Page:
The negotiations will expose the different views that Germany and France have about the future of the eurozone, but they also will raise the awkward question of what to do with Italy. Germany and France understand the need for a stable and prosperous Italy. Paris also sees Rome as an important partner when pushing for reforms that are in line with the interests of Mediterranean Europe. But each side wrestles with some degree of mistrust. Germany is concerned about Italy’s political instability and financial fragility, and Rome’s recent decision to bend EU rules to rescue a handful of ailing banks has done little to change Berlin’s perceptions about Italian leaders. Italy, in turn, is critical of Germany’s political pre-eminence in the European Union and is frustrated by France’s lack of cooperation in dealing with migrants reaching Italian shores.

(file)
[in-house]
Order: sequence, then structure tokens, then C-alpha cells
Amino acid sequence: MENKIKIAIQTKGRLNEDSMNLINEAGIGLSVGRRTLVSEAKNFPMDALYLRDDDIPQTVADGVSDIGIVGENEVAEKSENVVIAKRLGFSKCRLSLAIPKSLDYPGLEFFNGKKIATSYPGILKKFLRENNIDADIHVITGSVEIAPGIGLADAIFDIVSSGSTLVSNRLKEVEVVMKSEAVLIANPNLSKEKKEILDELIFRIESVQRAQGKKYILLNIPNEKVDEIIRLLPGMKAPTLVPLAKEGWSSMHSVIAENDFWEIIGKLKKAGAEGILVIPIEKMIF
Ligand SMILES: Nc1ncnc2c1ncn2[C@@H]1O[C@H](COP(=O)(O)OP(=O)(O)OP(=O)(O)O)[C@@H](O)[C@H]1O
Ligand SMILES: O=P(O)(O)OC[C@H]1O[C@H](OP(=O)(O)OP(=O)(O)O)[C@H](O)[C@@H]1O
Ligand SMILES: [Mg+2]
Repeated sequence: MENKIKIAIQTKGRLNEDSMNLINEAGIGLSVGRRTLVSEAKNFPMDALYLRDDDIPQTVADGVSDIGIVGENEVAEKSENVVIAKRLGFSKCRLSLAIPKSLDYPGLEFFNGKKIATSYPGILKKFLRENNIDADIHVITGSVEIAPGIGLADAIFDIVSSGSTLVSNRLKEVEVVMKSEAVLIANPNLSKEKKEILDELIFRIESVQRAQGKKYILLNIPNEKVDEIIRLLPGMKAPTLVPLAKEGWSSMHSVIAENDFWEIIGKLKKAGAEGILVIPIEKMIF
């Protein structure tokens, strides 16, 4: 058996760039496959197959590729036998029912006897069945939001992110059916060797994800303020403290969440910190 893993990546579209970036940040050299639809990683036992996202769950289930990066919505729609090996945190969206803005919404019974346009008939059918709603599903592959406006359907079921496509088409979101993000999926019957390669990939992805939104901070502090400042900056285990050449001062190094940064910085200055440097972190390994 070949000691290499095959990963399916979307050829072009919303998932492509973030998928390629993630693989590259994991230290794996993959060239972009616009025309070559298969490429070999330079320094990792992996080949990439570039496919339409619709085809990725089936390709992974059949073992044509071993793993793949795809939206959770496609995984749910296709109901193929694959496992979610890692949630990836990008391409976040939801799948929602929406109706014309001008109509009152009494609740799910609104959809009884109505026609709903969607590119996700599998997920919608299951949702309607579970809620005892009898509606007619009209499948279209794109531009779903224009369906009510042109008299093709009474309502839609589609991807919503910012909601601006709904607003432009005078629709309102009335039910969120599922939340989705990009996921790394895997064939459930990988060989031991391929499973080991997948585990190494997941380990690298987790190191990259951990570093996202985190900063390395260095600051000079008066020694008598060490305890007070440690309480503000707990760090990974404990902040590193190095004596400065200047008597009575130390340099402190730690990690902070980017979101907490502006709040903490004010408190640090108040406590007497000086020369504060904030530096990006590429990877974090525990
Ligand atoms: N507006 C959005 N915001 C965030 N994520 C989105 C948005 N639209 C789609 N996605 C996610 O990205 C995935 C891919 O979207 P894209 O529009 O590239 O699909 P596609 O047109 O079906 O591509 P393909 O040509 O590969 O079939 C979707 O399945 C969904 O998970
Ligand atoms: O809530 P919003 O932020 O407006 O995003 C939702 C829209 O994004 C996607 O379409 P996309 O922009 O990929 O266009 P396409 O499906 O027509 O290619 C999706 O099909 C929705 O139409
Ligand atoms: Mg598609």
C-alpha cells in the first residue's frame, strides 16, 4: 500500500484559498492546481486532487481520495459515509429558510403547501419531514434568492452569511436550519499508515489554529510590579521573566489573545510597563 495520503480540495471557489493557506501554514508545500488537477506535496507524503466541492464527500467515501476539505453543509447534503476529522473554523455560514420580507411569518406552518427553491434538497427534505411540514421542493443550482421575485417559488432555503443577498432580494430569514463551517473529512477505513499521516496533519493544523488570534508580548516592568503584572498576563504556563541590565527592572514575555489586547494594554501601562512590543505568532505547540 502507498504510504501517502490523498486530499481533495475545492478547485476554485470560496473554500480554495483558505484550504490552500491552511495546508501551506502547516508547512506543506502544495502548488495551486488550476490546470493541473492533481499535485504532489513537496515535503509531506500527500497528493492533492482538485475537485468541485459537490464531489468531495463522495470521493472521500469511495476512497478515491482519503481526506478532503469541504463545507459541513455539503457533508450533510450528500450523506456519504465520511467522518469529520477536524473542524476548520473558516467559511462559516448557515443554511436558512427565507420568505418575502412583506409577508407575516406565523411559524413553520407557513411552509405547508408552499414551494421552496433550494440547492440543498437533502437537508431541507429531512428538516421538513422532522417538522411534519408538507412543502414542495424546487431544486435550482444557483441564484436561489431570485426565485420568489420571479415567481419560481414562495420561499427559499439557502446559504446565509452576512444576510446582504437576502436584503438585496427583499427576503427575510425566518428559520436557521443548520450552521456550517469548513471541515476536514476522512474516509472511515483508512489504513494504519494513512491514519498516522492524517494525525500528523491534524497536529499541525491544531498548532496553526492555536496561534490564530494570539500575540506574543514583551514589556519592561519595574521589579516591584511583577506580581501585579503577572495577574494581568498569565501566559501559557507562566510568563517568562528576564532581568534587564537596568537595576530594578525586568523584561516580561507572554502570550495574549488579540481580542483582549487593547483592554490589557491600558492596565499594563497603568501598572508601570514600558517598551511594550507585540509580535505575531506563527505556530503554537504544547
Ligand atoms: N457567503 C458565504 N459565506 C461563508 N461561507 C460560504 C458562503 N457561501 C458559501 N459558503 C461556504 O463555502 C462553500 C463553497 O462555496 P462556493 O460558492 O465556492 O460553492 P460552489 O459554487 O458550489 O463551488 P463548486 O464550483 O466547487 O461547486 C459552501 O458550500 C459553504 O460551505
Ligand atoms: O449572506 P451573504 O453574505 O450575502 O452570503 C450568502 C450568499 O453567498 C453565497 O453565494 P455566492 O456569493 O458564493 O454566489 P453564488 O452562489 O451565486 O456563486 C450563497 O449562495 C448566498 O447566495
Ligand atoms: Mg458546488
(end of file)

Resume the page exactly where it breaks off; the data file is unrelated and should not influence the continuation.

Italy’s discomfort with the status quo in Europe should not be taken lightly. Facing meager economic growth and high unemployment, many Italians are dissatisfied with their present circumstances and worried about their future. Most of their anger is focused on domestic issues, but anti-euro sentiments are part of the mix. The accumulation of EU-related distress, whether with regard to austerity or immigration, will continue to create fertile ground for nationalism, populism and Euroskepticism in Italy, creating significant challenges for the European Union in the process.